If you’re a seasoned wedding photographer, you already know that the last quarter of the season can get tough. Maybe you took on too many weddings this year, or maybe you feel a bit of longing with the end of wedding season in sight. Whatever it is, wedding professionals typically look forward to a little bit of a break come winter—except for those in warmer climates who are just getting started. In the Northeast, weddings in September and October are ideal because of the pleasant temperatures and bright colors. The last thing we want to give our clients is a tired-out photographer. Here are my tips for making it through the last stretch of wedding season.
2017 is a great year for photographers. Technology has advanced at such a rapid pace, and continues to offer some of the best tools available to do what we love doing. With all the options, how do you choose a primary camera system? Wedding shoots comprise a mixture of product, portrait and action photography—so how do you know which system works best for all these needs? I recently tested multiple camera systems to see which came out on top.
So many of you have taken the approach of simply kicking back and waiting to see what happens to your business “naturally.” Guess what? Virtually nothing happens naturally in this business, which is why God created marketing. And just like building your skill set, marketing never stops. Let’s come up with a game plan or at least a check-off list for you to work with the rest of the year.
If you’ve never photographed a dog before, it’s an experience fairly similar to photographing a toddler—except we think it’s way more awesome, because dogs give kisses and have wiggly butts. What makes photographing dogs different is that their bodies are low to the ground, they have fur of all colors, some listen better than others and, because of all these factors, we have to think a little differently about lighting.
In this issue, you’re reading exceptional advice on shaping light with strobes, softboxes and speedlights. But what if you’re limited to available, natural light? There are unique challenges. What you gain in reduced gear, setup and purchases, you lose in flexibility. Yet there’s a distinctive beauty in using only the sun. With care, it can produce timeless imagery.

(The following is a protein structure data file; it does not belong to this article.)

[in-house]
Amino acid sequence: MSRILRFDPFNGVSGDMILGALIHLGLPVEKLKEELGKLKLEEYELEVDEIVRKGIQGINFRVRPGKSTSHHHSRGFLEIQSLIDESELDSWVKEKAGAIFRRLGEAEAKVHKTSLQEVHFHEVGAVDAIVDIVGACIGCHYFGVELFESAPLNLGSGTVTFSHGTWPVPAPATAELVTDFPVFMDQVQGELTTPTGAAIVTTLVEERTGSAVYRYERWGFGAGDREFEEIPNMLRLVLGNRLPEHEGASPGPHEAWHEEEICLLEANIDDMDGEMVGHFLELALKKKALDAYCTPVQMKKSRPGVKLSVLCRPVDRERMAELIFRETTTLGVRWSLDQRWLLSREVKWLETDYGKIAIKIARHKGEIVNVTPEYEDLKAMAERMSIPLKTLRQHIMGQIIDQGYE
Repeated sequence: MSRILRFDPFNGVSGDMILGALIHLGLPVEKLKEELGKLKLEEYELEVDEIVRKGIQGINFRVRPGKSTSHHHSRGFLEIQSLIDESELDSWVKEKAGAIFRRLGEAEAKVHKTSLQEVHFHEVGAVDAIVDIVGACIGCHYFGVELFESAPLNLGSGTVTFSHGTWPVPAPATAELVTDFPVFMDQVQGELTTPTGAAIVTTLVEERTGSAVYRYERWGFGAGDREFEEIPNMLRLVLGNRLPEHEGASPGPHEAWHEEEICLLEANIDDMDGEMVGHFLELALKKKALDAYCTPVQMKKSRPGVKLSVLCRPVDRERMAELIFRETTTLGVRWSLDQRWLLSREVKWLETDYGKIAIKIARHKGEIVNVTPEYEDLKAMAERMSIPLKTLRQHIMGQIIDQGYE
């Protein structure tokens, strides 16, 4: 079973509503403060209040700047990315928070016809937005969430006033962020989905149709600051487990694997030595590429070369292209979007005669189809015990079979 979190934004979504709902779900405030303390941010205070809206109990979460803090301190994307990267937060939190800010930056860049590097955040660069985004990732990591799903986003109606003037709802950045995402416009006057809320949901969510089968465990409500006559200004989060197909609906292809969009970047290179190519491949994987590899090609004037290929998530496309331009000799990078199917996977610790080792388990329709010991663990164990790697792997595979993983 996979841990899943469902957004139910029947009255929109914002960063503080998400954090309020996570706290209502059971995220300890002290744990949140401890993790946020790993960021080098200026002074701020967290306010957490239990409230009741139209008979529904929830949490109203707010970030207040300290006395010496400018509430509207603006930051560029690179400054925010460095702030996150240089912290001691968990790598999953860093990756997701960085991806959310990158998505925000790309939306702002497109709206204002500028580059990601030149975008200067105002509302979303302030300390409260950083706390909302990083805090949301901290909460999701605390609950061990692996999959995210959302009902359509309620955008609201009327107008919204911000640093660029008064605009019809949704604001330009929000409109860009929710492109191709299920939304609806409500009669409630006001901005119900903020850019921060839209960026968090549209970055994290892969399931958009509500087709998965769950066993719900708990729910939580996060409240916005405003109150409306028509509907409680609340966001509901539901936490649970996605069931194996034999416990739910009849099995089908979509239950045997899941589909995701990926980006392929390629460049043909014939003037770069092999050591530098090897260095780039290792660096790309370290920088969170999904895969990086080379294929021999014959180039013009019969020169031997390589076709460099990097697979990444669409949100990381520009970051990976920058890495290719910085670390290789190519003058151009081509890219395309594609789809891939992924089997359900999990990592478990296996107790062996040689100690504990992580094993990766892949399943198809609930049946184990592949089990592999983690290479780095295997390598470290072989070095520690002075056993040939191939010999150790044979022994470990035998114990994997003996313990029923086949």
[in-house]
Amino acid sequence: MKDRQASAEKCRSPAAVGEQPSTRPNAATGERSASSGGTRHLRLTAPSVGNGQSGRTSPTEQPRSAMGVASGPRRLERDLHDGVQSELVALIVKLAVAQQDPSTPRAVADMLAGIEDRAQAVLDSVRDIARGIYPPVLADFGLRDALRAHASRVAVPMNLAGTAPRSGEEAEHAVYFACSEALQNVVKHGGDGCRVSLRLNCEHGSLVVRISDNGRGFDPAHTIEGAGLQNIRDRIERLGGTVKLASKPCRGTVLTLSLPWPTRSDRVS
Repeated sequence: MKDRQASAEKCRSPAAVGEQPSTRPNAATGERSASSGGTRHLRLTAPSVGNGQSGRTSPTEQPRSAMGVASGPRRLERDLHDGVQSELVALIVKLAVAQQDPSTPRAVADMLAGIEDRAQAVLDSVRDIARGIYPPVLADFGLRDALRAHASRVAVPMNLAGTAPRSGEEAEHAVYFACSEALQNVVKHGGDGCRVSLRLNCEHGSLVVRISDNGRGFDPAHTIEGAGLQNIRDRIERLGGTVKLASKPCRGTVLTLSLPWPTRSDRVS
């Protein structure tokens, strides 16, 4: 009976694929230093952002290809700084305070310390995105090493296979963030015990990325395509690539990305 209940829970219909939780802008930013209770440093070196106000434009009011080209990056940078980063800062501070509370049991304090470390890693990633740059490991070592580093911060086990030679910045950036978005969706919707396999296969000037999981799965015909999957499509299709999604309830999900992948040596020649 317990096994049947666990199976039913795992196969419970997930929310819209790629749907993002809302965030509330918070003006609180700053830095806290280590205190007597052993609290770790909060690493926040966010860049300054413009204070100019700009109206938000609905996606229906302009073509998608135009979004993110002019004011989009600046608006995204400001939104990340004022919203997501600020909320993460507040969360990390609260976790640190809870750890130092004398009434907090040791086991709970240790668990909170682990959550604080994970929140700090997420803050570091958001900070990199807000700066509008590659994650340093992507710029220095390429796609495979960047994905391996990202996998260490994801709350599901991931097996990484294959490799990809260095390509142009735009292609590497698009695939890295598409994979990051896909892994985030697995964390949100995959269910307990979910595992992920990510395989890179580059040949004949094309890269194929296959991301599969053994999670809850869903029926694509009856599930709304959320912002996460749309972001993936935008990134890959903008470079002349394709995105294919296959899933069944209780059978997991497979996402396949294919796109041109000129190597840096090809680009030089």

Self-portraits are not easy. They’re hard mentally and emotionally for myriad reasons, and they’re hard physically (especially if you don’t use an assistant). Lighting doesn’t have to be difficult, though. On the contrary, lighting your self-portrait should be a fun challenge. I’m going to outline some ways I’ve lit my own self-portraits to give you a good foundation.
My first paying gig as a photographer was shooting headshots of doctors at a medical convention, packed into a tiny corner of a trade show booth. Back then I didn’t quite understand the impact that type of situation would have on my methods of lighting. Every technique I developed over the next decade was based around learning to shoot a great, professional portrait quickly and in just about any location. I’ve since refined the process, and have found that most of my lighting for high-volume headshots can be categorized into three main techniques.
We are currently going through a lighting revolution. Off-camera flash technology is progressing quickly. The technology for low-noise, high-ISO sensors has improved over the past five years. Flashes are becoming less expensive and coming with more features. If you are not using off-camera flash, there has never been a better time to start. Here are a few of my recommendations for equipment.
As a photographer known for my creative use of small “pocket” flashes, I long resisted transitioning into the world of larger studio strobes. But I did my research and became intrigued by Phottix's system. If you shoot like I do, Phottix may be your ideal all-in-one setup for powerful, portable destination photography.
If you’re overwhelmed by the technical side of lighting, don’t fear. You can try these simple approaches to wedding day lighting. As with every part of the wedding day, I apply in-studio lighting techniques to my photographs using my keylight (the main light), hair light (light that separates the subject from the background) and fill light (fills in the shadows). The mood I want to create changes throughout the day as the story I am telling changes, so my light sources vary from natural to artificial.